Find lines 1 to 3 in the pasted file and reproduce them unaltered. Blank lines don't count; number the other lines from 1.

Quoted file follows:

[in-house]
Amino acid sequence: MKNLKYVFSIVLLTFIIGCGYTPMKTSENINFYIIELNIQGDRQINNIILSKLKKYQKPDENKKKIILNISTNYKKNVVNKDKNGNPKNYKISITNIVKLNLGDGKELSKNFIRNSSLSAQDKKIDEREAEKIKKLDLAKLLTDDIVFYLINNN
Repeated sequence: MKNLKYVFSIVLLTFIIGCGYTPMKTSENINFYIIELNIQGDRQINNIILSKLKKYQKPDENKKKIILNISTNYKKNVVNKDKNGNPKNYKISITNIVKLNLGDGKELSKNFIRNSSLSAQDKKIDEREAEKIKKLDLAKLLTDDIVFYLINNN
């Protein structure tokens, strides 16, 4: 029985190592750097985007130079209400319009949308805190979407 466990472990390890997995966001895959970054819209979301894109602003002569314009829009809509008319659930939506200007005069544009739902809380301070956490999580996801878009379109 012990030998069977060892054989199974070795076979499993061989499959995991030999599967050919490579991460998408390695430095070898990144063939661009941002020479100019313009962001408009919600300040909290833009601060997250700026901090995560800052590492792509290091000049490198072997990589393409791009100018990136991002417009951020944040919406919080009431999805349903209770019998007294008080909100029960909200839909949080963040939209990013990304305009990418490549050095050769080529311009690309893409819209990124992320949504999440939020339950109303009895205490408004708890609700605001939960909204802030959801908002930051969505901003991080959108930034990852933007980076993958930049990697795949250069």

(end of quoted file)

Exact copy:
[in-house]
Amino acid sequence: MKNLKYVFSIVLLTFIIGCGYTPMKTSENINFYIIELNIQGDRQINNIILSKLKKYQKPDENKKKIILNISTNYKKNVVNKDKNGNPKNYKISITNIVKLNLGDGKELSKNFIRNSSLSAQDKKIDEREAEKIKKLDLAKLLTDDIVFYLINNN
Repeated sequence: MKNLKYVFSIVLLTFIIGCGYTPMKTSENINFYIIELNIQGDRQINNIILSKLKKYQKPDENKKKIILNISTNYKKNVVNKDKNGNPKNYKISITNIVKLNLGDGKELSKNFIRNSSLSAQDKKIDEREAEKIKKLDLAKLLTDDIVFYLINNN